Psalm 150 serves as a most excellent conclusion to the Psalter. Three important prepositions—in, for, and with—help to succinctly summarize the theme of the Jews’ hymnal.
- “in” describes a location. “Praise God in His sanctuary; praise Him in His mighty firmament!” (v. 1). Jehovah’s praiseworthiness ought to be recognized and expressed on earth—“in His sanctuary”—and in heaven—“in His mighty firmament”. Every creature He has given life to ought to praise Him.
- “for” provides a reason and a degree. “Praise Him for His mighty acts; praise Him according to His excellent greatness!” (v. 2). The Almighty God is due worship because of His mighty deeds. The praise given the Almighty God ought to correspond to His pre-eminent and excellent greatness.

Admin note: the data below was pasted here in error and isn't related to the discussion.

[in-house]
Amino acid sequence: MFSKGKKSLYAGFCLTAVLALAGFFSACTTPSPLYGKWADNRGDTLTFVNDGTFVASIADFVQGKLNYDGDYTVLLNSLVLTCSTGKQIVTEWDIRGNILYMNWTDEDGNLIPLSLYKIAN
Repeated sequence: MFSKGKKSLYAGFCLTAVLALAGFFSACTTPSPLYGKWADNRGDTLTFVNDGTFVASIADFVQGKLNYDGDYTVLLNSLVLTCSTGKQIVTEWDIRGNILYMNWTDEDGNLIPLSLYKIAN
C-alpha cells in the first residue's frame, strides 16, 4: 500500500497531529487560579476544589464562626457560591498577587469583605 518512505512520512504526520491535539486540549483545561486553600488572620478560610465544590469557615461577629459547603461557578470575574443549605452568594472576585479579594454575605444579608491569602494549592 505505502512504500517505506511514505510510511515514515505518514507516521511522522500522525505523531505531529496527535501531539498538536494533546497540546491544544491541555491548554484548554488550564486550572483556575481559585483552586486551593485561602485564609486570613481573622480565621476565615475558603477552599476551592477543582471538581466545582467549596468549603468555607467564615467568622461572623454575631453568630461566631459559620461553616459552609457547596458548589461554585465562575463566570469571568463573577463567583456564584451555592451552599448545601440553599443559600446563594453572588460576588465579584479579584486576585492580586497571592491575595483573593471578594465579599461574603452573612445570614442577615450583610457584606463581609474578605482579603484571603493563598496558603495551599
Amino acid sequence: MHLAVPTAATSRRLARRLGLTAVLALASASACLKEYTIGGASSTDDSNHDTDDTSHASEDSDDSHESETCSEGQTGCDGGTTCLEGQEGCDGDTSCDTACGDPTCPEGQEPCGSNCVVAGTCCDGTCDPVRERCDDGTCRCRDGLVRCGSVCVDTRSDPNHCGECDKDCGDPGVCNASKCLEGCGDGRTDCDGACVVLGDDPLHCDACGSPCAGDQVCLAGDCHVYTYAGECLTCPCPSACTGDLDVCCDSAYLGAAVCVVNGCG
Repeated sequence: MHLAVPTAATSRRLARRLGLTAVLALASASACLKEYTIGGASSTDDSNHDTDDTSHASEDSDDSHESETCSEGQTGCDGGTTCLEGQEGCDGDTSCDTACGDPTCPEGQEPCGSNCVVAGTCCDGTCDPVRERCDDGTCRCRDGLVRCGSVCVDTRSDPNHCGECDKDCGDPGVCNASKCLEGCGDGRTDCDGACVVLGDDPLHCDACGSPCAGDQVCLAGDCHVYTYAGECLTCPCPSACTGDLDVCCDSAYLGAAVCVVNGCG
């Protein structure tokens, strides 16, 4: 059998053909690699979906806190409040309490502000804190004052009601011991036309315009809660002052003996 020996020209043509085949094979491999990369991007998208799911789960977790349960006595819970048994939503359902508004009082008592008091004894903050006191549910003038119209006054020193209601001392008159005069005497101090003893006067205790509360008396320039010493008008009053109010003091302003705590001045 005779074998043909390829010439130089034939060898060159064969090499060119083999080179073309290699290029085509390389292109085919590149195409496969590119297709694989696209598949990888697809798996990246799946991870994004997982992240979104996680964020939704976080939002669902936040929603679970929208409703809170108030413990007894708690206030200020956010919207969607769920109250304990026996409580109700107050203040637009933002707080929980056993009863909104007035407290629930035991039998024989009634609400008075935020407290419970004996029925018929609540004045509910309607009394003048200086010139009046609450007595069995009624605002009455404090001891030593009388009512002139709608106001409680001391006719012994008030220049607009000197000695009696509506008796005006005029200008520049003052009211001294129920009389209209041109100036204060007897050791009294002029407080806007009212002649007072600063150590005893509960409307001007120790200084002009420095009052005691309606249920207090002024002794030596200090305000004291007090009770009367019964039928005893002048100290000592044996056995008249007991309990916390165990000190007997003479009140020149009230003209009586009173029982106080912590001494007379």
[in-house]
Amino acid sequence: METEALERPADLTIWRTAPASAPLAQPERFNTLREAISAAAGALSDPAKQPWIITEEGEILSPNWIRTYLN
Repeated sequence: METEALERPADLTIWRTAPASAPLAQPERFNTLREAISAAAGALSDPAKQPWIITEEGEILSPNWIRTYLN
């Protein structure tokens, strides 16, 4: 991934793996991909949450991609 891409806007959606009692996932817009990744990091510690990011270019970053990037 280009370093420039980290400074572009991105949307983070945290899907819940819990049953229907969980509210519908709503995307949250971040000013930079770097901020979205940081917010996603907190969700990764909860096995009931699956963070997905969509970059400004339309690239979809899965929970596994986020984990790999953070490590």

- “with” tells of the instruments to be used. Since the composer of this psalm was living under a covenant where God had authorized instruments which could be played with one’s hands (see 2 Chronicles 29:25), he instructs his fellow Jews to praise Him with the sound of the trumpet, lute, harp, timbrel, flutes, stringed instruments, and loud clashing cymbals (vv. 3-5). In the new and better covenant, God has authorized everyone who worships Him to each use two instruments—his voice and his heart. We are to sing and make melody in our hearts to the Lord (Ephesians 5:19).
The final verse of the final psalm provides a clear and concise conclusion to the Psalter: “Let everything that has breath praise the Lord. Praise the Lord!”
Amen and Amen!